Them: “Where do you buy food?”
Me: “At many of the same stores in which you already shop.”
Them: “How do you NOT eat fast food?”
Me: “I just don’t go there. To be honest, I don’t even consider it an option.” (Little do they know I physically *gag* at whatever that “smell” is in a McDonald’s.)
Them: “Isn’t organic food super expensive?”
Me: “Yes, but so are diabetes and cancer. *insert laugh here* They do cost a little more, but you have to learn it’s a game of give and take. For example,i f you forgo the case of Gatorade each week, then $22 has just been freed to spend on organic produce (or whatever.) It’s all about making the best choice possible.”
Them: “…but my kids LIKE Gatorade.”
Me: “They will LIKE water…you just haven’t given them the chance.”
I will be frankly honest here. Never in my life have I seen such picky eaters as I have in the past few years. I am not even kidding. Kids stay or hang out at our place…a lot. Of course, I am always curious to see which ones will eat what we eat and which ones will proclaim, “I don’t like that,” without hesitation or even a simple taste. Some of them even resort to bringing their own food. Yes, they are THAT choosy.
Here’s my take on the whole “picky eating” situation. You can take it or leave it. I’m guessing that children these days aren’t getting the “clean food” exposure that we all once did as kids. They have become so accustomed to the taste of sodium laden, over- processed, high fat, sugar packed foods that “normal” foods taste bland. When I was a kid, fresh fruit was exciting! To get a fresh strawberry or cold slice of watermelon was almost a “luxury.” Now? It seems if the fruit isn’t covered in some sort of syrup or mixed into the filling of a hostess pie, children aren’t all that excited about it. I’ve had some actually grumble and push away apple slices. What’s wrong with this picture? Children’s taste buds need to change and it’s imperative that it happens soon.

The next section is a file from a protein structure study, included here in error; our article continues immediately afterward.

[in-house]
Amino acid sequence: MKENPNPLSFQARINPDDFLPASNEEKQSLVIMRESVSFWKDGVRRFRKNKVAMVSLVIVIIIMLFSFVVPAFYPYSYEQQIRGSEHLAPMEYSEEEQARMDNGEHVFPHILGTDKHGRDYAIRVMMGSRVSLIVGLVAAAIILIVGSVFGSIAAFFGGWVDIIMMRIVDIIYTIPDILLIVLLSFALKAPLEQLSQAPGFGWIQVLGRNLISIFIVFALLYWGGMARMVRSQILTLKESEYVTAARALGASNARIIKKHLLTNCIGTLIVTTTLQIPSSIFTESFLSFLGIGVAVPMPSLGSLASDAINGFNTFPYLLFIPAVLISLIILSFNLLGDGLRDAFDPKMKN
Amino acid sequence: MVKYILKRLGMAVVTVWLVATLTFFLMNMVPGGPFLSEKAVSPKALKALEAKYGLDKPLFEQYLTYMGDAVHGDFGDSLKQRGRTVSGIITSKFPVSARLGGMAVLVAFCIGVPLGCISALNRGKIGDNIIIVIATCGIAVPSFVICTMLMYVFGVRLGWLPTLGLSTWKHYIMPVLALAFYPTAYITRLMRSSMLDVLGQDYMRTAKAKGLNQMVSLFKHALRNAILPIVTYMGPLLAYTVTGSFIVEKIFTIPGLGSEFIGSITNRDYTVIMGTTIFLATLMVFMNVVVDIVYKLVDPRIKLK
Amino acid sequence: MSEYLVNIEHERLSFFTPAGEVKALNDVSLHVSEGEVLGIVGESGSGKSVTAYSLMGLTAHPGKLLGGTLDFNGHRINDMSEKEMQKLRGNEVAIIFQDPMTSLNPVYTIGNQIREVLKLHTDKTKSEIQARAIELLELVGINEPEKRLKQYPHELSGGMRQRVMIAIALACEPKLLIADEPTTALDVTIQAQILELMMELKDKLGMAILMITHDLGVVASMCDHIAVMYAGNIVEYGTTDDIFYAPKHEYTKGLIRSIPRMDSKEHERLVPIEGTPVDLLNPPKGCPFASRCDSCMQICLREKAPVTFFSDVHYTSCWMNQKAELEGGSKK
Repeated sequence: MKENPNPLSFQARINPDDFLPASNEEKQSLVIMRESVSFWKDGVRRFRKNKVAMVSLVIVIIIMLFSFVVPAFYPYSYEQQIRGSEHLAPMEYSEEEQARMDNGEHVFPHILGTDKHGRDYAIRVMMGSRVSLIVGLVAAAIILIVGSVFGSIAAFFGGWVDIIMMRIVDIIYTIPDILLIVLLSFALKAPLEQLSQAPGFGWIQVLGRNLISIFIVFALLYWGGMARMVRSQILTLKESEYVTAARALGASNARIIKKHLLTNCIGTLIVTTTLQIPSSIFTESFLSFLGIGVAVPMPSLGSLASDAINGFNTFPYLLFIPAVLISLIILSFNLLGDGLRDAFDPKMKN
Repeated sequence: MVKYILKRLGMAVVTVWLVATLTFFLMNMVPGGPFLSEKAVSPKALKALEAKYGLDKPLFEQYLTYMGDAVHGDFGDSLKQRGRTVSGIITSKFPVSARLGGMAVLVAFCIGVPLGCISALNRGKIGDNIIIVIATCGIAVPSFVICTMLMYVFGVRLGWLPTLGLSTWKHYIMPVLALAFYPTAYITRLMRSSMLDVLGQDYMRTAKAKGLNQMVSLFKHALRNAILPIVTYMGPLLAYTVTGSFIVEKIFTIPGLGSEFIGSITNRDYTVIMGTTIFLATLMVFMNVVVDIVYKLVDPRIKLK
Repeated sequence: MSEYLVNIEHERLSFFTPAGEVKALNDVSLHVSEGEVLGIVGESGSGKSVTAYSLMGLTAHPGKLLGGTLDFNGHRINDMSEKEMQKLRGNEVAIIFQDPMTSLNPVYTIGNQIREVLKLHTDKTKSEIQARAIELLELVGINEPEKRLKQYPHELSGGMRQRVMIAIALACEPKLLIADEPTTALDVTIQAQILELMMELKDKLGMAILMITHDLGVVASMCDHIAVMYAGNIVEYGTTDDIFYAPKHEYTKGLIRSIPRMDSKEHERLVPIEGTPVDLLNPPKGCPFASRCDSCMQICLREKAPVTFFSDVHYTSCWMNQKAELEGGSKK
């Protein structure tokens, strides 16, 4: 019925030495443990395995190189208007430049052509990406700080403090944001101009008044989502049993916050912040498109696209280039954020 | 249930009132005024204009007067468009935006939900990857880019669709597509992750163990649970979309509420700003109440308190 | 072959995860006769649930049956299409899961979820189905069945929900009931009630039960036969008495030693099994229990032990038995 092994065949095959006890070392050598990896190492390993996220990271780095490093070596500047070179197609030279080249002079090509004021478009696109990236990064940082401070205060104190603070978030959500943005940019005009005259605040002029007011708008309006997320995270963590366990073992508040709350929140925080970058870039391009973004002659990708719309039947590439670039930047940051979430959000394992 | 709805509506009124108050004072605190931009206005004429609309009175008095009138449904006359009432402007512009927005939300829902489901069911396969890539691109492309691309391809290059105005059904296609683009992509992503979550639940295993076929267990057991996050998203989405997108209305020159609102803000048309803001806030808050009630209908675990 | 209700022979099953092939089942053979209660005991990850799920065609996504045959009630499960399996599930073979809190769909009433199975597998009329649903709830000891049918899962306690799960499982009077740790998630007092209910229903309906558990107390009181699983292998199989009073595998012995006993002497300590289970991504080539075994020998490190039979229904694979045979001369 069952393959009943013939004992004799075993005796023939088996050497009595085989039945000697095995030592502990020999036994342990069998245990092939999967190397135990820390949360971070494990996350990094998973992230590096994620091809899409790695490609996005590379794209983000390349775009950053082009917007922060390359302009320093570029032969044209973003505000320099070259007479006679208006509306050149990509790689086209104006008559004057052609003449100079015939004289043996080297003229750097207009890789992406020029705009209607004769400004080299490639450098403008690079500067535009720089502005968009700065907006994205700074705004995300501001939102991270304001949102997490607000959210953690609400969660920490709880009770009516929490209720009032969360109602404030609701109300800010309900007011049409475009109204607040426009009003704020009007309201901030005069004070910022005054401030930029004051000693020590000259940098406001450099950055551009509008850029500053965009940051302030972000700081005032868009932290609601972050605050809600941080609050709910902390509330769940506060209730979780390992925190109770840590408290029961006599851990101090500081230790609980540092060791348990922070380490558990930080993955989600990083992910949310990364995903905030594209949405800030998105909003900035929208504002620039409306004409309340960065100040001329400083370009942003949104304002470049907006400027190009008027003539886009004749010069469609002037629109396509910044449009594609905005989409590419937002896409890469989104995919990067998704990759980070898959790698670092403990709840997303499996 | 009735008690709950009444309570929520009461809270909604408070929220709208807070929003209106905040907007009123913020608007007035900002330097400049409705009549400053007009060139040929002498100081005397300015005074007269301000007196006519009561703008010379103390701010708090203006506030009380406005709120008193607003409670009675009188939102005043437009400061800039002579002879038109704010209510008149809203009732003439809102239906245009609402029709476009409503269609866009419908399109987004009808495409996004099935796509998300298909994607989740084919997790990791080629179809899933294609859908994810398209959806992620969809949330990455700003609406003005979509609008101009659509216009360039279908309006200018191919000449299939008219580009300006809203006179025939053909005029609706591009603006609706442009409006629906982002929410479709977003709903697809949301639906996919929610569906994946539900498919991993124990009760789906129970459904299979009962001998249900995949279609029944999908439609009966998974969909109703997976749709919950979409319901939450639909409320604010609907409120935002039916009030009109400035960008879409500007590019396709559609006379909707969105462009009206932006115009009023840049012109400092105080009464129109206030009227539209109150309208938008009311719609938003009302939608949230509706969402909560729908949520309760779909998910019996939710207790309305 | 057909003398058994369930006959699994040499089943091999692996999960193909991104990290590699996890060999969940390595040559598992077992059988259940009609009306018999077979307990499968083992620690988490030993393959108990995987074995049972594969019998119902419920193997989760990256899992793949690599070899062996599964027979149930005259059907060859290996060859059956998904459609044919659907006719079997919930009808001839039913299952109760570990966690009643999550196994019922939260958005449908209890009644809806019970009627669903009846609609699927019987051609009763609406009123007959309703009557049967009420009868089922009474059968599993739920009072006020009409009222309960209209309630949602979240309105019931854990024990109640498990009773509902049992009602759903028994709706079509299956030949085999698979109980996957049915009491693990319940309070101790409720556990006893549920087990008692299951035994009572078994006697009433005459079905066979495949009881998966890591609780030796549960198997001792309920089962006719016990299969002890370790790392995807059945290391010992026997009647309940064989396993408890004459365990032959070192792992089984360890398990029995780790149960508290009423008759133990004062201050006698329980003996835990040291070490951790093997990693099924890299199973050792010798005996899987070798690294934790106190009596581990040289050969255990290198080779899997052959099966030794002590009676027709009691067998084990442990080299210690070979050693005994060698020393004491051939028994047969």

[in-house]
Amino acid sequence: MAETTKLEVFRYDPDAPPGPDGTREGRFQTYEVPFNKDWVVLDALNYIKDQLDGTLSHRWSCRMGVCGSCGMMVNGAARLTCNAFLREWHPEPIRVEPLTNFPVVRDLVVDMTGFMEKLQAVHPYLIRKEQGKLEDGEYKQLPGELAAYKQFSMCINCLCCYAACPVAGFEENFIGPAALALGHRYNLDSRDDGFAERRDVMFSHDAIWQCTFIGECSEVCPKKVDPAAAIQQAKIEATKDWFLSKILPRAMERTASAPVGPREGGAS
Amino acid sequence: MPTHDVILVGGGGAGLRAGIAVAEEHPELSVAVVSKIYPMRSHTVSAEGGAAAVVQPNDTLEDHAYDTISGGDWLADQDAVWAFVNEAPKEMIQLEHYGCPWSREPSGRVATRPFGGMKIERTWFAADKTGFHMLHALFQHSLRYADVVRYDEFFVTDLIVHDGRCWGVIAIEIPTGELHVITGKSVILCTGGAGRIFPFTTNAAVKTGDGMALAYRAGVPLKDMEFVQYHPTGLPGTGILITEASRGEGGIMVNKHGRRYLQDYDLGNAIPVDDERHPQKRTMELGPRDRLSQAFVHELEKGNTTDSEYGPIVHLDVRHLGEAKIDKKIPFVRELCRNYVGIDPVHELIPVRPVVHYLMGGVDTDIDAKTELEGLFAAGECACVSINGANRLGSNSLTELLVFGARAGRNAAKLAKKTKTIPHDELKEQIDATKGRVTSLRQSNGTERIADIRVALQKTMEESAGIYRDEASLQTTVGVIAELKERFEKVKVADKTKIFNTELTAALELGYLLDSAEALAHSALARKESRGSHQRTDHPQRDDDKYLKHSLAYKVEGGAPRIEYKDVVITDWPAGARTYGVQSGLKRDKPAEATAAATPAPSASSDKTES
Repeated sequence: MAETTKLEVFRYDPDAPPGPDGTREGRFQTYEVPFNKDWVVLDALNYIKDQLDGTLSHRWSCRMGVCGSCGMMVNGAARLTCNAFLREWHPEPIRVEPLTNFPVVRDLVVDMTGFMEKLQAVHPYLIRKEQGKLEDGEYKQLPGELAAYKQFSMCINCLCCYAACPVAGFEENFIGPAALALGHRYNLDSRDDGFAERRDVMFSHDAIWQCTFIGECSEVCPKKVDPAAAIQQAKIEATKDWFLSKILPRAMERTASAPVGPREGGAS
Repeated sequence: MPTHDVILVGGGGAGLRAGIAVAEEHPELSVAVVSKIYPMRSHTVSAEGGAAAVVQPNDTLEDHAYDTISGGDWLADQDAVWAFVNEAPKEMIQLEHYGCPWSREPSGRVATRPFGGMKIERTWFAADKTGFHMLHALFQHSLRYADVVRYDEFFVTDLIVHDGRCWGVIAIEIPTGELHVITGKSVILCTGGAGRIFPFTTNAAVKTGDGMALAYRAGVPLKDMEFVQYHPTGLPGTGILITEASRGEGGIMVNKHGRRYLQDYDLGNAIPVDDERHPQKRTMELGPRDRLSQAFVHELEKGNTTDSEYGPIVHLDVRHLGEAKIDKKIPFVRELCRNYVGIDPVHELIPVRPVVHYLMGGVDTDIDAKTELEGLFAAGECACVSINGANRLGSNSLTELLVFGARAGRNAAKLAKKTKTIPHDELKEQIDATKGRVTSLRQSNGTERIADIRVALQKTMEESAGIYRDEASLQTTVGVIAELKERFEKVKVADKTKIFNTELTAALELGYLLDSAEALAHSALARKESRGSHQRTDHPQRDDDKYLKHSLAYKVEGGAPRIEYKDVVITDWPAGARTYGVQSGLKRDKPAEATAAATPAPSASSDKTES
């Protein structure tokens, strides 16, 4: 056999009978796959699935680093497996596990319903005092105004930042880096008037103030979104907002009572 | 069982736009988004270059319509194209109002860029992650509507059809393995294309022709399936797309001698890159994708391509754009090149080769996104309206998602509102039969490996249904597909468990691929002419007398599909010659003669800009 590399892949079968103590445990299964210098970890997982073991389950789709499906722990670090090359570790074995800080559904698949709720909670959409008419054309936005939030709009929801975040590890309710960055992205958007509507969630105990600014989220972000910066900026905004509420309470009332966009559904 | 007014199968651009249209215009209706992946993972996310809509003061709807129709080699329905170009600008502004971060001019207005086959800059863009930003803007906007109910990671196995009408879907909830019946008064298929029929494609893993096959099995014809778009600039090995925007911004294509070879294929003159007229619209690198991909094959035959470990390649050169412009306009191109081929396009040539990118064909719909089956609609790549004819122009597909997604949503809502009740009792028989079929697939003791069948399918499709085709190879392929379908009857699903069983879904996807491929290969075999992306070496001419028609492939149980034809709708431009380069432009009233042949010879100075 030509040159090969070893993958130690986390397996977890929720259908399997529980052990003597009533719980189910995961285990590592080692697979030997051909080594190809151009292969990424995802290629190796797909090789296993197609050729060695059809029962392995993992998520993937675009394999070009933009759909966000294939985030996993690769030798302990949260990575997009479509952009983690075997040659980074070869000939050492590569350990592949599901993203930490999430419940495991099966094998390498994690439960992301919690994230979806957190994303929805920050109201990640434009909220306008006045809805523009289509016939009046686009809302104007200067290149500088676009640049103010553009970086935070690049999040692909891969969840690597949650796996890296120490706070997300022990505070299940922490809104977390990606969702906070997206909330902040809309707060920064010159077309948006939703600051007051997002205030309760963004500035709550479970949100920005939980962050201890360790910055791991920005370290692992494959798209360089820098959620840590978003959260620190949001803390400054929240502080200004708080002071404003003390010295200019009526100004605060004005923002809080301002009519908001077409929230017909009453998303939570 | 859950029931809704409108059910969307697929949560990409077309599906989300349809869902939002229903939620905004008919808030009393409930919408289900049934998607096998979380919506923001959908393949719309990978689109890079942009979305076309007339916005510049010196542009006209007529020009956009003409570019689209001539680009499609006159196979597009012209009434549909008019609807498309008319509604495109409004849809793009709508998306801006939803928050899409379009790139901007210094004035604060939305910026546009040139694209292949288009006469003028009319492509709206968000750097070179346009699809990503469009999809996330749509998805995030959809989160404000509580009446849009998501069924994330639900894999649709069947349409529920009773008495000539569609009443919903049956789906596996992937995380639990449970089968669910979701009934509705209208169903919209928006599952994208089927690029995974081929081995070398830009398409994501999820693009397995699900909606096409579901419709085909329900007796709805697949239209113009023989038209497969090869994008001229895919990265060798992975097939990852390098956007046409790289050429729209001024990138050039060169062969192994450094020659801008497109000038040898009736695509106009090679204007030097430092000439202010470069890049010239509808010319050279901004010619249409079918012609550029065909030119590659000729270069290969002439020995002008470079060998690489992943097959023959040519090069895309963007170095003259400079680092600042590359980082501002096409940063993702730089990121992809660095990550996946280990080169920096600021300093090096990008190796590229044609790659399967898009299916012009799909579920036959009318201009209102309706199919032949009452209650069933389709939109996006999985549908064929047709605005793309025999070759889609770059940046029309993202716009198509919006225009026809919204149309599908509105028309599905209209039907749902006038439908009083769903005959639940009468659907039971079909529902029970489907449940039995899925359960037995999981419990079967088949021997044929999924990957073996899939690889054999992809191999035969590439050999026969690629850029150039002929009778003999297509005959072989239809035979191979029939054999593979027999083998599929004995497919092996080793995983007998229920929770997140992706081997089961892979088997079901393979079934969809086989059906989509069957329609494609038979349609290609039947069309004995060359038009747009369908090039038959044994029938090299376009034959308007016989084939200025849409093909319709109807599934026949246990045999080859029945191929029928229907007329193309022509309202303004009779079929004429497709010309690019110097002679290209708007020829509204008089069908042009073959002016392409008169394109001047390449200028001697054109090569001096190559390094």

Just recently, I came across a blog post titled “I Am Raising Two Future Foodies,” written by Polish Mama on the Prairie (@PolPrairieMama.) She totally had me at the line [RE: her daughter]: “She giggled and said “But I’m not eating Sea Cucumber. That’s the poopy hole of the ocean.” Thank you, Andrew Zimmern.” But even after that, she gave a list of some fantastic ways to help your child become a more adventurous eater. I immediately fell in love with her idea of making a “culinary passport.”
When I googled for ideas on “food passports,” I realized that someone has already jumped on that marketing train (why didn’t *I* think of this?) Already available is an activity book “passport” that comes with stickers to reward your child for trying different foods. What a great way to introduce “odd” foods, like avocado or kiwi, to younger children. But for older children with already more established tastes, a culinary passport introducing foods around the world would be way more adventurous. Give them a small notebook and let them design one themselves. The possibilities are virtually endless! Use stickers or internet printout “badges” to glue on to represent each country’s cuisine. Before you know it, you’re child will have taken a culinary trip around the world.
As we eat a lot of cultural cuisine, I’ll be posting several recipes to get you started. So pack your taste buds and get ready for your foodie vacation!